by Marie Beaty
Almost one month ago, the Department of Family and Support Services boasted an impressive headline: “City of Chicago Announces a 13 Percent Decrease in Homelessness Since 2015.” As reported in a Point-in-Time count conducted on Jan. 26 of this year, the total homeless population is 5,889, down from 6,786 in 2015. According to Mayor Rahm Emanuel, “Our work to address homelessness is not done until every Chicagoan has a place to call home.” Yet as recently as Oct. 3, groups are mobilizing to protest Chicago’s continued mistreatment and subjugation of the homeless.
Where are the results if the city assures us homelessness is getting better? Earlier this year, the Mayor’s office announced a partnership with Covenant House to provide more resources for homeless youths. According to the official press release, the effort would open over the summer and include 20 additional beds. However, these plans have yet to come to fruition, although the Covenant House website still insists, “Covenant House Illinois is Coming!”
Empty promises aren’t the only thing on the minds of Chicago’s homeless population; a huge concern is the nationwide epidemic of shelter closures. On Sept. 12, a City Council meeting voted against the proposal for a men’s homeless shelter in East Chicago. Some local business owners feared that a shelter would increase panhandling in the neighborhood. Council President Myrna Maldonado felt that the shelter would interfere with a local downtown area: “My concern was making sure that we have a very vibrant business district,” Her voice on behalf of the businesses tipped the scale against the proposal.
Adding to this burden is the recent news that a men’s homeless shelter in Uptown will close indefinitely on Dec. 23, just days before Christmas. North Side Housing and Supportive Services, which runs the shelter, will no longer receive partial financing to maintain the program, which has housed at least 320 men in the past year. Board member Dick Simpson calls the inadequate funding of the shelter “a massive political failure.” While DFSS claims it will work to relocate as many men as possible, Uptown is straining under the needs of its homeless. On Sept. 26, Uptown Tent City was officially shut down. Dozens of people were forced to either move with only a few days’ notice or stay and be arrested for trespassing. “The shelters are full,” reports Dolores Parker, one of many now searching for a place to stay, “There’s nowhere for us to go.”
The purported decrease in the homeless population may not have been a result of the city’s efforts. The 2016 PIT report shows that most statistics remained about the same from last year. The greatest change was in the number of unsheltered individuals unaccompanied by family, which dropped by over 40 percent. However, 2016 marked the first implementation of a new method for counting homeless individuals who utilize the CTA. Historically, volunteer teams board the CTA and count individuals sleeping in each car. In cars not boarded, the teams estimated the number of homeless individuals, which may have resulted in an inflated count. In 2016, teams are now stationed at the end of each line and count riders that re-board vehicles after being forced to exit. It’s likely that the 40 percent decrease boasted by the city is more fiction than fact.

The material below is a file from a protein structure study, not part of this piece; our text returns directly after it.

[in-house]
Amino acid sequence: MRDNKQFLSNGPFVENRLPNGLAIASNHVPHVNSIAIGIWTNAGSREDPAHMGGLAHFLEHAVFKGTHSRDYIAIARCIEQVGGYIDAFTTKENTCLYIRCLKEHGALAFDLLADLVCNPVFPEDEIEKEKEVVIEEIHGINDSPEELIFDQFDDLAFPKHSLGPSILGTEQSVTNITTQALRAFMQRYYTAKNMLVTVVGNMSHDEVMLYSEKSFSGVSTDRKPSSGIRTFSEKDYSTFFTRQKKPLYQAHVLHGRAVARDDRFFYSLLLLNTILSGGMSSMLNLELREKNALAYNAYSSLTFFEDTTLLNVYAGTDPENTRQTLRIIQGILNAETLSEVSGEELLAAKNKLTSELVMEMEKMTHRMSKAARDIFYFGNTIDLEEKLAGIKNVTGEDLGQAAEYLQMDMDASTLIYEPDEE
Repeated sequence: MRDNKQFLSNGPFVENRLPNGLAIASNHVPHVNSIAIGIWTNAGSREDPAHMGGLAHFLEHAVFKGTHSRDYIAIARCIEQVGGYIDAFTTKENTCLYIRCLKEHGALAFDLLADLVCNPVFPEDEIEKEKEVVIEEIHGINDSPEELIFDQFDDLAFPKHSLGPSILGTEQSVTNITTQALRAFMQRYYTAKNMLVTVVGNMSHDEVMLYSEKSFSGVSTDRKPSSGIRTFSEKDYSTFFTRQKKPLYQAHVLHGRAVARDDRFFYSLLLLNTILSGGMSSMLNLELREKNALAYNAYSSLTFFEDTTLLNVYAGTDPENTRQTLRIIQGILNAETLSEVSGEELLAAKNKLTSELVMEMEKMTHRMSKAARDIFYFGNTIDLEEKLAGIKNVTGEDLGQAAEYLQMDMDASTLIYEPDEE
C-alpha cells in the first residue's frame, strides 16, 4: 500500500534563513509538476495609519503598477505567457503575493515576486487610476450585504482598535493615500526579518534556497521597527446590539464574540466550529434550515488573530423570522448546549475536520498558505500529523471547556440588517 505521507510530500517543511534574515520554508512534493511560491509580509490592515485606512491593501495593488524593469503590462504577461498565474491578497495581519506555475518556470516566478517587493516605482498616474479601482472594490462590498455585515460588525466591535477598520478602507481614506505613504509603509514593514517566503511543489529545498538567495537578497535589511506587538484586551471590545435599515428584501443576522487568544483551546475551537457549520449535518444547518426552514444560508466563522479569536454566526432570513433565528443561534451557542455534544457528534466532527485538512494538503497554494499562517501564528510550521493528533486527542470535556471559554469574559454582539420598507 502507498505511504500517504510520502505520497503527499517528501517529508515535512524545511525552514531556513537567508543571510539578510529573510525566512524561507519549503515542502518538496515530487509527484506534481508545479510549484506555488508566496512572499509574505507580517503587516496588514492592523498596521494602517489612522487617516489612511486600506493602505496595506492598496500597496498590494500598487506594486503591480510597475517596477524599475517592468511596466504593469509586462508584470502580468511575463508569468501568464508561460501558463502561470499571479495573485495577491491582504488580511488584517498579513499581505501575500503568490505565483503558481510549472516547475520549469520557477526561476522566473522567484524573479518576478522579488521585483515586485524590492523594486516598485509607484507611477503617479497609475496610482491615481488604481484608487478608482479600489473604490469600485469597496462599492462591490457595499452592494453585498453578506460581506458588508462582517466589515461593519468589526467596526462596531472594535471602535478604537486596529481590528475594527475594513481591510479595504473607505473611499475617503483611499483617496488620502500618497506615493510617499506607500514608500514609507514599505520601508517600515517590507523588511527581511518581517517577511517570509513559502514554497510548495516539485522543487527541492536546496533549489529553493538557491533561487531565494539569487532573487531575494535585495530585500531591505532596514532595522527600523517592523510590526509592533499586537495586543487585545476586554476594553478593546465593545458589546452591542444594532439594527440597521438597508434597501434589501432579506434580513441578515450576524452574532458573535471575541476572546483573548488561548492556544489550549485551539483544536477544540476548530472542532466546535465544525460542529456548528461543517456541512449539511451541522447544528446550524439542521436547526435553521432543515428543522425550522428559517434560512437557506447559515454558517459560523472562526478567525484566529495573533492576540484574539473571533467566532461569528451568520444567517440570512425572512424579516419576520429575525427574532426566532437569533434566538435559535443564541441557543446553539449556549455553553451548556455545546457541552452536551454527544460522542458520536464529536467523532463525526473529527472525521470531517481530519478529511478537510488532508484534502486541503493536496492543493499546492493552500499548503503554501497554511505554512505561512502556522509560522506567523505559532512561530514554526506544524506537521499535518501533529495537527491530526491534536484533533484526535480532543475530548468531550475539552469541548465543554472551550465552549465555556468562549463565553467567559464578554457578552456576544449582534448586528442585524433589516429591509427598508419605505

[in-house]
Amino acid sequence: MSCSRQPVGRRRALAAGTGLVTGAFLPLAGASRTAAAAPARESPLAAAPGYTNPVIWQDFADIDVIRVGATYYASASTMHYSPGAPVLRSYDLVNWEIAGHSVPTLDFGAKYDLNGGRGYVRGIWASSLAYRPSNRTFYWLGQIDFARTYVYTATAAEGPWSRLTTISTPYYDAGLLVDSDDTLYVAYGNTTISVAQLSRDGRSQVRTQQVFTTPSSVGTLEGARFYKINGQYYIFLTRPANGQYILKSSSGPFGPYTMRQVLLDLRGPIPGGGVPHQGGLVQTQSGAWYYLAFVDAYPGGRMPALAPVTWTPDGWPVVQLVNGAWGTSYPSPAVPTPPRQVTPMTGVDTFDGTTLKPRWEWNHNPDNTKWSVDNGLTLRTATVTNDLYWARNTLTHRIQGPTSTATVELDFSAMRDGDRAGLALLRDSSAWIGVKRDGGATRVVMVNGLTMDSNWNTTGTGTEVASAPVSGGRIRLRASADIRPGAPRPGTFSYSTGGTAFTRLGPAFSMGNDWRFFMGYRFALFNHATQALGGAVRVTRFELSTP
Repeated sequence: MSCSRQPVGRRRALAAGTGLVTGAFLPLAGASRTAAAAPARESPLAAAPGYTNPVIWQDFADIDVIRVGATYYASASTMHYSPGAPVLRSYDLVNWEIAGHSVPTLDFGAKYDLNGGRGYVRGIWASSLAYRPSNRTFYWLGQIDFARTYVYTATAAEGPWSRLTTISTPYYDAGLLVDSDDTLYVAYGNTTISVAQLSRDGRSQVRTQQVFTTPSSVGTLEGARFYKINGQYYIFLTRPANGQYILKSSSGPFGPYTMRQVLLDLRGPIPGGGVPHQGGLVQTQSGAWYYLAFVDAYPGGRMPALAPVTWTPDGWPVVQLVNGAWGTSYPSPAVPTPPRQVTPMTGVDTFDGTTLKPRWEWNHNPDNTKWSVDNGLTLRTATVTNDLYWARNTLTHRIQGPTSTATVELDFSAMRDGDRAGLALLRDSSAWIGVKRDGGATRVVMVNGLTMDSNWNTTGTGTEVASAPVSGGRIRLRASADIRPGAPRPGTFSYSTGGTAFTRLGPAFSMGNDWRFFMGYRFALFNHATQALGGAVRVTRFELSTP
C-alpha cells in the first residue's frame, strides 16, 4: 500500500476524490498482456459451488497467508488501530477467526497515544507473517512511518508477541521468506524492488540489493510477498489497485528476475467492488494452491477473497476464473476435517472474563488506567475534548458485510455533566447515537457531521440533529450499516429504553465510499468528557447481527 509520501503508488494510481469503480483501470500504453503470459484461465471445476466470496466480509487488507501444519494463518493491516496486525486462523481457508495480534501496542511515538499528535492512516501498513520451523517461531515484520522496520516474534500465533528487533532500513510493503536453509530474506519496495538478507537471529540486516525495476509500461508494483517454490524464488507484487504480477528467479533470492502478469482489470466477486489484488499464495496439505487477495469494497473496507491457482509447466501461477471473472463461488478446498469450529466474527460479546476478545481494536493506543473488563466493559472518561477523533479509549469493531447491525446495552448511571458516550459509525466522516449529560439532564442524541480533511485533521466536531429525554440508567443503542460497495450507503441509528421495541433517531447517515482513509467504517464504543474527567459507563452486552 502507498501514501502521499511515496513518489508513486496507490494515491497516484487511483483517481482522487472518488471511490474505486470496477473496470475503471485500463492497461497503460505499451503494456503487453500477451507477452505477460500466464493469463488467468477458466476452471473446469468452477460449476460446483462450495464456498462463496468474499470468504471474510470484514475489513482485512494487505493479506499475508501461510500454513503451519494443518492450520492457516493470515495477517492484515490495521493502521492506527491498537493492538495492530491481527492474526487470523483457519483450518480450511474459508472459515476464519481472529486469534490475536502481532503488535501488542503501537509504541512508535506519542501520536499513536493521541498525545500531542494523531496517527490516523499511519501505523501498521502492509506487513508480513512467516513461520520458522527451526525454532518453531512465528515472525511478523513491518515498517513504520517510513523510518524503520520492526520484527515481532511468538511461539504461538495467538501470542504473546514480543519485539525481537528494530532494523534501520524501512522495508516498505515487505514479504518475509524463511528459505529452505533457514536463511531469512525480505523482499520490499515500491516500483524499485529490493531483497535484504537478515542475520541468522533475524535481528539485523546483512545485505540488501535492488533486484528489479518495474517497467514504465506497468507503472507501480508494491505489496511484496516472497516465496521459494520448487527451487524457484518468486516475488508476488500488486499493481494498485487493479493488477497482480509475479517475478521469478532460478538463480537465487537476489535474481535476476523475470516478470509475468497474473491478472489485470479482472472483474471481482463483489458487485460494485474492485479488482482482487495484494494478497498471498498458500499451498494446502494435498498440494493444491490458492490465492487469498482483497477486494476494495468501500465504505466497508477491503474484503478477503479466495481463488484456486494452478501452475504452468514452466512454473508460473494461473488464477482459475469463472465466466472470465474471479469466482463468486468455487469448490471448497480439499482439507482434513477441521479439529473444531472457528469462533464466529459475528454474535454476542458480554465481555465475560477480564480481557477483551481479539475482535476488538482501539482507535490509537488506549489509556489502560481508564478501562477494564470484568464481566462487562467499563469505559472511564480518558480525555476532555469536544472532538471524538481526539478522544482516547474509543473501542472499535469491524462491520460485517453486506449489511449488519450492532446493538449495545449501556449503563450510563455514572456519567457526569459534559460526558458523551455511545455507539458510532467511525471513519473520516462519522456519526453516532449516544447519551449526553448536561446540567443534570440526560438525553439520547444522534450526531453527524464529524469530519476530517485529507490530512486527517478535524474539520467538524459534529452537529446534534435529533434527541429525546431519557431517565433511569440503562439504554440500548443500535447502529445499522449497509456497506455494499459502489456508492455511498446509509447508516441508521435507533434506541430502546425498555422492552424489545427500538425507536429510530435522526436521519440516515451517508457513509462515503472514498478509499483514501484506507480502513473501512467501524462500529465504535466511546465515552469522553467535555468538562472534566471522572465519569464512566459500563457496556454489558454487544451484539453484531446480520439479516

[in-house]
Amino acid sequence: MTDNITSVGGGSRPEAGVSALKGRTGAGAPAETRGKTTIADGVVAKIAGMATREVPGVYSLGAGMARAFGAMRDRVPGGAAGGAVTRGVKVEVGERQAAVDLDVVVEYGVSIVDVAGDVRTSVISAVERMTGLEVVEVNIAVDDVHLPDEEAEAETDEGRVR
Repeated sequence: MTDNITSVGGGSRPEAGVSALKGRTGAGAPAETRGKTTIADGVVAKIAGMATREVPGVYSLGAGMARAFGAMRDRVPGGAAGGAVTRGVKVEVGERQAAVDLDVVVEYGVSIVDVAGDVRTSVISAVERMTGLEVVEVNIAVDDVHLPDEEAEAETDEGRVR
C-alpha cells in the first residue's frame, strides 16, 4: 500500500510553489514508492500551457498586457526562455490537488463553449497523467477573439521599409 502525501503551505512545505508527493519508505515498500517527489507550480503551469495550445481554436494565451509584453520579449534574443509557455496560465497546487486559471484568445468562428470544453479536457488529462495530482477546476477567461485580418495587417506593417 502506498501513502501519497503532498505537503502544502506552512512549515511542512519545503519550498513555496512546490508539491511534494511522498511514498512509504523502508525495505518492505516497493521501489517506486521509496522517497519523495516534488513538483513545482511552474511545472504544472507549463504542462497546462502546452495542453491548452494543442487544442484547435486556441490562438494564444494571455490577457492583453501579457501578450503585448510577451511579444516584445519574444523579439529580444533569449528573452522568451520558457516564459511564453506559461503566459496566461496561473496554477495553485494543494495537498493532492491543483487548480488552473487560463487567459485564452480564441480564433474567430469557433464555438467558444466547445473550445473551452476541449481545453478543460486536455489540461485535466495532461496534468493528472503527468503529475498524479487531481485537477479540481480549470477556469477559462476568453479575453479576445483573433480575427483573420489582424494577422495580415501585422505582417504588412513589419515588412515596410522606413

So why does the city insist this crisis is getting better? DFSS Commissioner Lisa Morrison Butler claims Chicago is “committed to the compassionate and consistent approach to ending homelessness.” In light of shelter closures and empty promises, the city’s response to homelessness seems anything but compassionate and consistent. The media is quick to publicize Chicago’s efforts to combat homelessness, but aren’t committed to holding the city responsible for their counterproductive actions. In the midst of an Illinois budget disaster, care for the homeless looks like the first thing to go. Chicago's priority is to build a healthy economy, but consequentially treats our city’s homeless as if they are a shame and a burden.
To learn more about the homelessness crisis, go online to the United States Interagency Council on Homelessness. They provide services for homeless individuals, as well as resources to educate yourself and take action. One of the best – and easiest – ways to take action is to vote in local elections on Nov. 8. As students and residents, our role is to educate others and push for positive change in Chicago for everyone.
United States Interagency Council on Homelessness: http://www.ich.gov/action/individuals/
Illinois Online Voter Registration: https://ova.elections.il.gov/